Given most if not all of the answers a Construction Coordinator or Foreman can quote you estimated dollar figures and/or important schedule + budget considerations. Plus that's all useful information to a bunch of other departments who will need it and may as well get it up front.

Free advice, guaranteed your money's worth.

08-13-2009, 04:41 PM
I've never shot red but I would imagine it shoots GREAT greenscreen.

That I think is by far your best option
esp since a cave is dark.
It's way easier to sell a dark, out of focus cave wall that a spectacular landscape.
digimatte is your best friend on this.

08-13-2009, 06:32 PM
Take a look at the Behind the Scenes from the horror film, Descent. The majority of the story takes place inside an extensive cave system so they built all sorts of tunnels and passage ways. It's well worth looking at to gather ideas. The main thing, use darkness. It's your friend.

08-14-2009, 10:01 AM
Yeah, I will take a look at those videos. As far as size goes that hasn't been totally decided yet. I think they are going to be somewhere around 6000 sq feet. Maybe even a tad bit bigger.

Sad Max
08-14-2009, 10:05 AM
You can probably save yourself a lot of time and $$$ working out your requirements in previs, so as to know exactly what you really need to build.

08-18-2009, 12:25 AM
I'll give a +1 on checking out the Behind the Scenes for "Descent". One thing you'll find is that their largest set piece was redressed slightly and relit to act as several different sections of the cave system, giving them the biggest bang for their buck.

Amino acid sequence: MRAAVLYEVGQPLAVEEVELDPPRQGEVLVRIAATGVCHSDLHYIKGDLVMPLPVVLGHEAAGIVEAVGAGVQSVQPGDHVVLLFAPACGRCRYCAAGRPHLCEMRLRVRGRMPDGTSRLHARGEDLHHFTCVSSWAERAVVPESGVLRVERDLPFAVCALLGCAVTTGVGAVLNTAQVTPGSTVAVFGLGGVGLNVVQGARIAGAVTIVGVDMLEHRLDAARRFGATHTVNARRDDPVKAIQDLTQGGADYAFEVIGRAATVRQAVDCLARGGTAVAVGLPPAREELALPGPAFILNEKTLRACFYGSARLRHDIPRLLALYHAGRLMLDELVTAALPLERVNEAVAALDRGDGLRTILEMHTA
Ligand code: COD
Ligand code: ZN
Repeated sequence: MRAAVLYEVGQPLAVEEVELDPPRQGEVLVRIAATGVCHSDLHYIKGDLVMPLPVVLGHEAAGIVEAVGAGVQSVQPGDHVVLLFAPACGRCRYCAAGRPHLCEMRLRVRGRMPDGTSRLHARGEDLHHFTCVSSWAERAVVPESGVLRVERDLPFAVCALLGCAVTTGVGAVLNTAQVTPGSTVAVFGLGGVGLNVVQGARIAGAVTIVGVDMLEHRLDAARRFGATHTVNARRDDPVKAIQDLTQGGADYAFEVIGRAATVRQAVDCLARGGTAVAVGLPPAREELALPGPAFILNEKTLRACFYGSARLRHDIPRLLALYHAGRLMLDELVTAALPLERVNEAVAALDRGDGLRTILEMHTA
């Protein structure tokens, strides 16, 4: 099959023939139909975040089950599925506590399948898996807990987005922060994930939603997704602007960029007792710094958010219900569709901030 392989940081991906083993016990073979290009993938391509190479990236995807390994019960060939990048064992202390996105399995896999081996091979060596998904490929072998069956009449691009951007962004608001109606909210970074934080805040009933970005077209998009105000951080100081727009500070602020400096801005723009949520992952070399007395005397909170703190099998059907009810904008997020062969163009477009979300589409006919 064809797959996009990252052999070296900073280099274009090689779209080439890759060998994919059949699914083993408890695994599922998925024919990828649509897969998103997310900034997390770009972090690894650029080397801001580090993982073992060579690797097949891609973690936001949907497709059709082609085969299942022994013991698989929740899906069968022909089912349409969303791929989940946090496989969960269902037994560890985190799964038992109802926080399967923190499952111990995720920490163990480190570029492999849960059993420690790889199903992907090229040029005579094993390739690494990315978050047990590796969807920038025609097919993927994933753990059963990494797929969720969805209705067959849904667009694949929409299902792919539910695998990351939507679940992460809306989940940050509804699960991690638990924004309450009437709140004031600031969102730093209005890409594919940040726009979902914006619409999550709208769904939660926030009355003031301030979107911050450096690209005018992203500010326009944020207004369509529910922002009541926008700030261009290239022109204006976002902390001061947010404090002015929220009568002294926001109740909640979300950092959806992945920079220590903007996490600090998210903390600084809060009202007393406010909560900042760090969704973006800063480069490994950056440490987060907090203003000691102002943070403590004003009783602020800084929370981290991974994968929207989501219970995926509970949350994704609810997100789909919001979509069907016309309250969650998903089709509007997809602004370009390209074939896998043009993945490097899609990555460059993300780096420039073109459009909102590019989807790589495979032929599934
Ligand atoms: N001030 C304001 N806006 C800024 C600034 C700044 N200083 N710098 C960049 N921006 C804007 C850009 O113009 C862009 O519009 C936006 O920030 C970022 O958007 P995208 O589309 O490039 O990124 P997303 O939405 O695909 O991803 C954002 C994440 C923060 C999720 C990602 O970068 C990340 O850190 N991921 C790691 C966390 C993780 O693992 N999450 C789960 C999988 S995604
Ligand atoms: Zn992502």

08-20-2009, 07:04 AM
Thanks, guys for all the help and the ideas. I ran a test the other day with Paper Mache on a small scale. I just wanted to first of all see if I could even make paper mache look like a rock. Well I made a rock in about a hours time, that doesn't include the drying portion of the paper mache. The paper mache took about 6 hours to dry, but time on the project was about an hour. I was impressed with how the rock looks. It looks really well. I am going to post some pictures sometime soon so all can see. Thanks again.

08-20-2009, 09:58 AM
Something that might be faster and is certainly stronger is urethane foam. You need to get someone to come in and do it but we used to do some really big set pieces with the stuff. You build a chicken wire mesh and yet some kind of backing on it, strips of paper cloth, pretty much anything that will keep the foam from spraying right through the mesh. We had the machine but you can probably find a place localy that has one. It's basically a big mastic spray gun loaded with structural foam. This isn't the soft foam that you get for insulating homes, it's VERY hard when it cures. You need to have someone who knows what they are doing because this stuff can be dangerous. It sticks to anything and the two parts uncured are toxic. It ends up like molded masonite, very hard and much stronger than one would think. It will end up being pretty smooth so you will still probably need to do some treatment but one person could probably spay the while cave in a day or less and it would be cured by the time they cleaned up. A 6K Sq foot cave of paper mache is going to take forever to dry and your going to need a lot of structure to hold all the weight. And of course there is the fire issue. Your probably going to have some pretty hot lights in there and paper burns quite well.

Sad Max
08-20-2009, 10:03 AM
Spray foam is a big-money approach. If you have the $$$, sure, go for it.

Don't forget to budget for sealing/finishing, too. You'll definitely want a paint finish and probably a seal coat, too.

08-20-2009, 10:46 AM
Spray foam is a big-money approach. If you have the $$$, sure, go for it.